The Jantar Mantar, an observatory consisting of masonry built astronomical instruments lies on the Parliament Street, south of Connaught Circus in New Delhi. These instruments were erected by Maharaja Jai Singh II of Jaipur (1699 – 1743 AD), who was keenly interested in astronomical observations and studied all systems, western and eastern, before embarking on his constructions. Initially he built metal instruments some of which are still preserved in Jaipur, but later discarded them.
The observatory at Delhi was the first to be built, and it was followed by construction of similar observatories at Jaipur, Ujjain, Varanasi and Mathura, the last of which no longer survives. According to tradition, Jai Singh built the Delhi observatory in 1710, while Sayyid Ahamd Khan, author of Athar-us-Sanadid, takes 1724 to be the date of its construction. Since Jai Singh himself mentions that he built the instruments by the order of the emperor Muhammad Shah, who ascended the throne only in 1719 and granted a governorship to him, Sayyid Ahmad Khan’s date would appear to be nearer the truth.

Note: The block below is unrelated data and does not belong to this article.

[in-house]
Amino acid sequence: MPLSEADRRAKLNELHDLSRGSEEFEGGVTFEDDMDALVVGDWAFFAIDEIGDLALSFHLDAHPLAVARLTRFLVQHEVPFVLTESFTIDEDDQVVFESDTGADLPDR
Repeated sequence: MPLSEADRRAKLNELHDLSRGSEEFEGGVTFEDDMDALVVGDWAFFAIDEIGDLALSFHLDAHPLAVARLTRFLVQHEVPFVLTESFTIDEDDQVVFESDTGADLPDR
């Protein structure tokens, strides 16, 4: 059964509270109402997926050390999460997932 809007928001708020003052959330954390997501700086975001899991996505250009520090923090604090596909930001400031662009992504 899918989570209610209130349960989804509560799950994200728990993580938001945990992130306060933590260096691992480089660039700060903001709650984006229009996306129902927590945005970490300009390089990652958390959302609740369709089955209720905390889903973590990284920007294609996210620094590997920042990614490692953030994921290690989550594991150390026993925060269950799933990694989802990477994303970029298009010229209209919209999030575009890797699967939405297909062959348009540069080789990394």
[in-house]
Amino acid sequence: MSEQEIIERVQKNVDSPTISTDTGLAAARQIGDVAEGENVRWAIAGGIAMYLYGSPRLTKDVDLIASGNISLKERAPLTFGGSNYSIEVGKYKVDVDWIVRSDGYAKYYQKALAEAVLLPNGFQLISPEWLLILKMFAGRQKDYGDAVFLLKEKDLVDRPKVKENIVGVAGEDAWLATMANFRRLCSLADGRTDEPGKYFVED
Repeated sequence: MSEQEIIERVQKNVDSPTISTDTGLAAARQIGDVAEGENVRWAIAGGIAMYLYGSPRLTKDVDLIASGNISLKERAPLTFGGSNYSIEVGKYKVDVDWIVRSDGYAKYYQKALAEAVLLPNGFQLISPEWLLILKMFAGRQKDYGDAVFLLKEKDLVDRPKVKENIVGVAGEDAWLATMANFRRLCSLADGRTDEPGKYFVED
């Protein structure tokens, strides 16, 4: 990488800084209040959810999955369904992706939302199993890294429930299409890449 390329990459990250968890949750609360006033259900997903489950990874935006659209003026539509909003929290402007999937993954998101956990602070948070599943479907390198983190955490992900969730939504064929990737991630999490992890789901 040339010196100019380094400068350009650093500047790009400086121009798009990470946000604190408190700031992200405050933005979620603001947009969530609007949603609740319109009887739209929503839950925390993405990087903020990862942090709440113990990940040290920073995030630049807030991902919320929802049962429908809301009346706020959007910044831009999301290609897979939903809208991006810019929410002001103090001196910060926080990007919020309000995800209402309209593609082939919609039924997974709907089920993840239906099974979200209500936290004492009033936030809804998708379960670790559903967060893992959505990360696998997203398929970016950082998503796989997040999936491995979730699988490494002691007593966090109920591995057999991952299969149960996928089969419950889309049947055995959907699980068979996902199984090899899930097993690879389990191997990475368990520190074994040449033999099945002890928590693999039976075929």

Built with brick rubble and plastered with lime, the instruments have been repaired and restored repeatedly, but without any large scale alteration. Among them, the Samrat Yantra (supreme instrument) is ‘an equinoctial dial, consisting of a triangular gnomon with the hypotenuse parallel to the earth’s axis, and on either side of the gnomon is a quadrant of a circle parallel to the plane of the equator’. The Jai Prakash to its south consists of two concave hemispherical structures to ascertain the position of the sun and other heavenly bodies.
Two circular buildings to the south of the Jai Prakash, with a pillar at the centre, constitute the Ram Yantra, the walls and floor of which are graduated for reading horizontal (azimuth) and vertical (altitude) angles. The Misra Yantra (mixed instrument) to its north west combines four instruments in one, and hence its name. these are Niyata Chakra which indicates the meridian at four places, two in Europe and one each in Japan and the Pacific Ocean; half on an equinoctial dial; Dakshinottara-bhitti-Yantra, used for obtaining meridian altitides and Karka-rasi-valaya, which indicates the entry of the sun in the cancer. To the east of the instruments, the small temple of Bhairava also appears to have been built by Maharaja Jai Singh.